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Green beans

Irrigation of green beans

irrigation green beans

Irrigation of green beans is crucial as the plants are made of soft tissue. Green beans can easily wilt to such an extent that yield losses are significant. So the successful cultivation of green beans depends on enough water throughout the growth season. In harsh climates such as in South Africa, successful green bean production requires easy access to an irrigation system. You must be able to cool the plant of during the hottest periods of the day. In rare cases will night irrigation be sufficient. In ideal farming conditions you must be able to switch on the irrigation in the middle of the day to control temperatures and allow the plant to cool itself down. That is what the water is for, not transporting nutrition alone.
Adequate supply of water has the following benefits to the plant:

  • Bigger and more vigorous plant stand
  • More pods are produced
  • Fewer flowers abort
  • Larger pods will carry larger seeds that are stronger
  • Higher marketable mass or total yield (kg) will be obtained.

Combining excessive moisture on the wrong soil will reduce yields significantly. Too much moisture in high clay soils reduces oxygen content. Roots will start to die and plant will wilt since there are not enough roots to transport moisture to the leaves. A reduction in root mass will also reduce the amount of nutrients that can be transported to pods, thus lower yields. A soggy land will also prevent efficient harvesting and one often finds dirty pods that lower the grade of the marketable product. So not only will lower yields be obtained but lower profit margins will be realised reducing overall farm profit.

Green beans have a short growth cycle and a very shallow root system. So they are very sensitive to moisture stress. For maximum yields, the moisture content of the soil should, throughout the growing season, be as near to field capacity as possible. To get plants to optimum condition, strong vegetative growth before the flowering period and pod stages is essential.
A shortage of water during flower and pod development can have a serious effect on yield, and adequate irrigation during these stages is therefor very important.

Amount of irrigation required

Green beans have an effective root depth of 450 mm. This is the depth to which the plant extracts all nutrients and water for growth. Always take the root depth into account when planning irrigation schedules. Before planting, irrigate the full 450 mm depth. The amount of water applied and the volume per minute will depend on the soil type. A good rule of thumb is 50 mm per irrigation cycle.
Saturating the soil with water before planting extends the next cycle a week after the plants emerged. Be careful on very sandy soils, vigilant testing every day is required. What is more important, look at the condition of your plants and read the signs of stress.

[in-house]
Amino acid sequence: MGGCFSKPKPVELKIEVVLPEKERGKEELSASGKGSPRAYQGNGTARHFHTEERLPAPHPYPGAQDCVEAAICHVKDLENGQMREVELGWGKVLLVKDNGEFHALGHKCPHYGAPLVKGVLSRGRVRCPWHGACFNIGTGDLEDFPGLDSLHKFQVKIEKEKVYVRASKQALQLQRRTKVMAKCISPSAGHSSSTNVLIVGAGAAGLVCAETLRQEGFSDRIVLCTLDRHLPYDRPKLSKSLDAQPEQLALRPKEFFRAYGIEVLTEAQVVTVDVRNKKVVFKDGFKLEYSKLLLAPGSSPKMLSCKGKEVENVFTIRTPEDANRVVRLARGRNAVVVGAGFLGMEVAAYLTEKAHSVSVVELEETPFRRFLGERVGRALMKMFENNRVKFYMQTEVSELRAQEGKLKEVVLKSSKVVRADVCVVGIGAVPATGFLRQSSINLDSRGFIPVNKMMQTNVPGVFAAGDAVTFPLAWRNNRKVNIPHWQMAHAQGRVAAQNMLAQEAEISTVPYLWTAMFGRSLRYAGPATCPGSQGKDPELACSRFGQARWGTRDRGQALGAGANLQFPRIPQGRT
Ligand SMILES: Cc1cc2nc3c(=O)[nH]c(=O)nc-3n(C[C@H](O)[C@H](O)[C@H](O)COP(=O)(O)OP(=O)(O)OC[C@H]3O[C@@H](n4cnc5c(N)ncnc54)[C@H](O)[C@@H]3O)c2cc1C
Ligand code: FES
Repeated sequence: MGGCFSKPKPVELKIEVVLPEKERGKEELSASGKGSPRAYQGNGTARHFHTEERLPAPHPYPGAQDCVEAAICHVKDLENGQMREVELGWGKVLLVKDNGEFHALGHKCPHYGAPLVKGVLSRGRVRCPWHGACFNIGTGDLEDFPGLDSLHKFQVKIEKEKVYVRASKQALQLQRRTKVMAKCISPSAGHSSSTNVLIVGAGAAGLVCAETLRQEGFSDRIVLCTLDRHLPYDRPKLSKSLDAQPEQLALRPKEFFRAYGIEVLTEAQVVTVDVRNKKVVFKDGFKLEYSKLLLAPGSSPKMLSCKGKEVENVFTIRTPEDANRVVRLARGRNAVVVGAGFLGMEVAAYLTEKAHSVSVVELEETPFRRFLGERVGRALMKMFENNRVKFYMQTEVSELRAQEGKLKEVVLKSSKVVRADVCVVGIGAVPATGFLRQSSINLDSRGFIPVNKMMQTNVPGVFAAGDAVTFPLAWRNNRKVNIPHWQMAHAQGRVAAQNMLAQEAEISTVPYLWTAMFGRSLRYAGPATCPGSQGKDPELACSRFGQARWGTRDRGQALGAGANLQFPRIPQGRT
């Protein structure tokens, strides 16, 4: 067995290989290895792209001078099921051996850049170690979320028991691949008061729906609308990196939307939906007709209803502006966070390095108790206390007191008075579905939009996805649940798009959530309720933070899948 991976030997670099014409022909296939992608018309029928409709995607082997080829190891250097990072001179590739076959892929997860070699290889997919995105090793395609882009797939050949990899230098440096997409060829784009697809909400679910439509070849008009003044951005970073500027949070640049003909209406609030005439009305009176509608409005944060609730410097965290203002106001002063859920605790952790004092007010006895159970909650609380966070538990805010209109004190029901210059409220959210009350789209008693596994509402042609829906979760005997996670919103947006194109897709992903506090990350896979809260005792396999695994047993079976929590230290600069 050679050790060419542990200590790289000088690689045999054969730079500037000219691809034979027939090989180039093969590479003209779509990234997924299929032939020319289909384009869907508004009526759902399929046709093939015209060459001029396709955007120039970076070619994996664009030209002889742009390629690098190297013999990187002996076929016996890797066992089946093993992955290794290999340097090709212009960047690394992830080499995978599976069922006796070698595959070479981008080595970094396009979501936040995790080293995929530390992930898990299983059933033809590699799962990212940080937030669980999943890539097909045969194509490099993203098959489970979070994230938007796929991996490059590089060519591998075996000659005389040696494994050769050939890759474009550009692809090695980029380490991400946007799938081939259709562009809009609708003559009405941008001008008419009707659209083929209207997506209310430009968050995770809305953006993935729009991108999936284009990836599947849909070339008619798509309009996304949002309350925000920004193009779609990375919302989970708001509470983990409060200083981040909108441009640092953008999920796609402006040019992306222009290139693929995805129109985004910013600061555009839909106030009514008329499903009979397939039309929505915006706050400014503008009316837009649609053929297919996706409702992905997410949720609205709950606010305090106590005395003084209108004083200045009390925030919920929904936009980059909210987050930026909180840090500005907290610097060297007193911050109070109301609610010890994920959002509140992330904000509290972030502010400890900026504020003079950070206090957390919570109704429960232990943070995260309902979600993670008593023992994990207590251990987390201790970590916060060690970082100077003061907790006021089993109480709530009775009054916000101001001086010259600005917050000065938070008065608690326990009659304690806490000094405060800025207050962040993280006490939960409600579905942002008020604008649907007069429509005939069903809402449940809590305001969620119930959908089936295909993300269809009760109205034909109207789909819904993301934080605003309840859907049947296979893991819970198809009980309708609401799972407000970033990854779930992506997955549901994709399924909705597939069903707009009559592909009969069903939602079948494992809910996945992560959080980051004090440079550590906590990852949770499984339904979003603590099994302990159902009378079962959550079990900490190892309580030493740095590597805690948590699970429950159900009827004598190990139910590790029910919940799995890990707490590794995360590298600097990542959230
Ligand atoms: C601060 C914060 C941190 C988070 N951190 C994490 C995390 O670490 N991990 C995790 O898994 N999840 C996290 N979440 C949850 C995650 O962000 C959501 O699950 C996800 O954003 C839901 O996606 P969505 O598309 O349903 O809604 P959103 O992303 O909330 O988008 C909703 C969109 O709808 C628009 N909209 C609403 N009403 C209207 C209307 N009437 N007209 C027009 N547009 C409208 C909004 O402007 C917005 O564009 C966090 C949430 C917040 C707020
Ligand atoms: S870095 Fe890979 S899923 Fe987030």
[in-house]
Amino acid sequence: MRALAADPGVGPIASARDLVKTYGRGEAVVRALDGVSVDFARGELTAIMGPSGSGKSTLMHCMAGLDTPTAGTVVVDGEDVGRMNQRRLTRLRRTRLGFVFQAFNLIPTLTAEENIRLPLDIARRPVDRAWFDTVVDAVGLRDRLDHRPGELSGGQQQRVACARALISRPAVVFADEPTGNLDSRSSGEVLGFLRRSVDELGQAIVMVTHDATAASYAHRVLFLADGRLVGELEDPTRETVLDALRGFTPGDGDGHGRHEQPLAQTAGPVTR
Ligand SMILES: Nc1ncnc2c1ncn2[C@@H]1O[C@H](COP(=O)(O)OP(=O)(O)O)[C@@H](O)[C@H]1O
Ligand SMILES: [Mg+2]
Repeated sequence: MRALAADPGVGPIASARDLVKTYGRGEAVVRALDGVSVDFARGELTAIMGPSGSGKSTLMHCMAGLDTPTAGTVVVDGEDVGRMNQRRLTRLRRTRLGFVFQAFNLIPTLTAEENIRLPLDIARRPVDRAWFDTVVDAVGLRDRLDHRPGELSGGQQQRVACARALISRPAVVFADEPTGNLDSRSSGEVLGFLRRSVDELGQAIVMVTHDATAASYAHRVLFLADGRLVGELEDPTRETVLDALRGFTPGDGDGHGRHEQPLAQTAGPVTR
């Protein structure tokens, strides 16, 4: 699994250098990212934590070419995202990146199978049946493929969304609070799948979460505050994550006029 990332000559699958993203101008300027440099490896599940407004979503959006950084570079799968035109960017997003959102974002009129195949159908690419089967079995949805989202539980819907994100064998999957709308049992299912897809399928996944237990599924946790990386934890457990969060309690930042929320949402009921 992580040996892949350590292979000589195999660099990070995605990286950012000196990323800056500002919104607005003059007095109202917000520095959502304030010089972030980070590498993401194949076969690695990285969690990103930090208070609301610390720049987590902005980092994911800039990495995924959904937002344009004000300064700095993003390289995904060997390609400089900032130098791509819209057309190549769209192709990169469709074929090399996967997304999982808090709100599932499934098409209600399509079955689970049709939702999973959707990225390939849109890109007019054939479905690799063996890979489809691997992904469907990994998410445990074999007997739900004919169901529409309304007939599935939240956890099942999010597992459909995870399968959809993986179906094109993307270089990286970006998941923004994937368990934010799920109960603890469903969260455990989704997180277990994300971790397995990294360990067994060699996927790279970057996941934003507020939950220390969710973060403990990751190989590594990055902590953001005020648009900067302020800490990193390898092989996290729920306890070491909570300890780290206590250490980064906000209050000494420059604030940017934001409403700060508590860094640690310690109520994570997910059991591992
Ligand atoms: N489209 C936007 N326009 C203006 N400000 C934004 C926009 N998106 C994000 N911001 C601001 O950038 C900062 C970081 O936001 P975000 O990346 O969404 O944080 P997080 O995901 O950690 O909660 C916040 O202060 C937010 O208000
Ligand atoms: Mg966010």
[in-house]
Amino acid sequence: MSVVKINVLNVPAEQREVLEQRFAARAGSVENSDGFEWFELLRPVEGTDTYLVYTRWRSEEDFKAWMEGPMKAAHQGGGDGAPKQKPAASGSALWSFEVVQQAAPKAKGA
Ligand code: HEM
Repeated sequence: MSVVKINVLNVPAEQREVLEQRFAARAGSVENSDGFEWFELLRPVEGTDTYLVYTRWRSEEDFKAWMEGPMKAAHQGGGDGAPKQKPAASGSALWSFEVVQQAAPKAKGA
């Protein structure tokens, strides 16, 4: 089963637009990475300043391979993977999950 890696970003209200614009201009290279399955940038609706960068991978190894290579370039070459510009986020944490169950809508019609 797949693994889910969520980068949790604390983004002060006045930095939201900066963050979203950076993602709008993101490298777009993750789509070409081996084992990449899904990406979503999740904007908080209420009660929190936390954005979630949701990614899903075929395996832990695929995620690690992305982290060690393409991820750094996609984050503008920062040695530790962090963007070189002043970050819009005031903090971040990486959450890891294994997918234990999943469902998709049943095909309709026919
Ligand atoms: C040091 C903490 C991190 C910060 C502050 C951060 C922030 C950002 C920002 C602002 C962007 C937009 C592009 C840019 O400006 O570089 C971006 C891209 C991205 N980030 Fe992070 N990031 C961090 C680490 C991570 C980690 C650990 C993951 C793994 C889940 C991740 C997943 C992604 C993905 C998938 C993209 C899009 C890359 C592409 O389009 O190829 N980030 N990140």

The next 10 days 35 mm should be sufficient. Note, if the plants start to wilt too much, irrigate! Every 8-10 days apply 35 mm until flowering stage. From the flowering stage onward,, green beans are very sensitive to moisture deficiency and it will be necessary to irrigate at least 35 mm per week until the pods have been harvested. Once the pods are ready to harvest, don’t stop irrigating.
This irrigation pattern or schedule may be used in normal conditions in the central area of South Africa where the yearly rainfall is about 400 mm. Since irrigation is not 100% efficient, provision should be made for about 450 mm. Rainfall is not included in these recommendations. If it rains, the amount should be taken into consideration.
Water consumption is determined by the climatic conditions. In the very warm bushveld of northern and eastern South Africa, the water consumption will be higher than discussed. In the Highveld, lower values can be expected.

Tensiometers and other high tech instruments can assist in the amount irrigated but nothing compares to knowing your plant. The plant will show you if it is happy. Experience, knowledge of you soil will be your best ally in determining how much to irrigate.

Sprinkler or flood irrigation

Both types are equally successful with green bean production. However, the advantages of sprinkler over flood has been proven especially when water is scarce. Drip irrigation is also applied in commercial green bean production especially in areas where water is expensive. The precise application of water at each growth stage can increase total yields and easily pay for the infrastructure withing a couple of years.

The advantage of sprinkler irrigation are found just before the beans emerge. Sprinkler irrigation wets the soil surface making it easy for cotyledon to penetrate the soil surface. Drip irrigation is not always that accurate, or rather the point where the water drips out of the irrigation line is not necessary close to where the seed was sown.

On very intense farming systems drip irrigation is used. The precise amount of water can be applied but don’t get too exited. Drip irrigation does have problems such as dripper blockages and you require a large amount of pipes.

commercial farming sprinkler irrigation crop production water
Commercial sprinkler irrigation on a drag line. Once enough water is applied, the whole line is manually shifted. This type of sprinkler irrigation is labour intensive but cost effective for smaller farmers.


flood irrigation vegetable farming crops
Commercial flood irrigation. Still in use. It has low cost but not very water efficient 1)Jeff Vanuga / Photo courtesy of USDA Natural Resources Conservation Service., via Wikimedia Commons

References   [ + ]

1. Jeff Vanuga / Photo courtesy of USDA Natural Resources Conservation Service., via Wikimedia Commons

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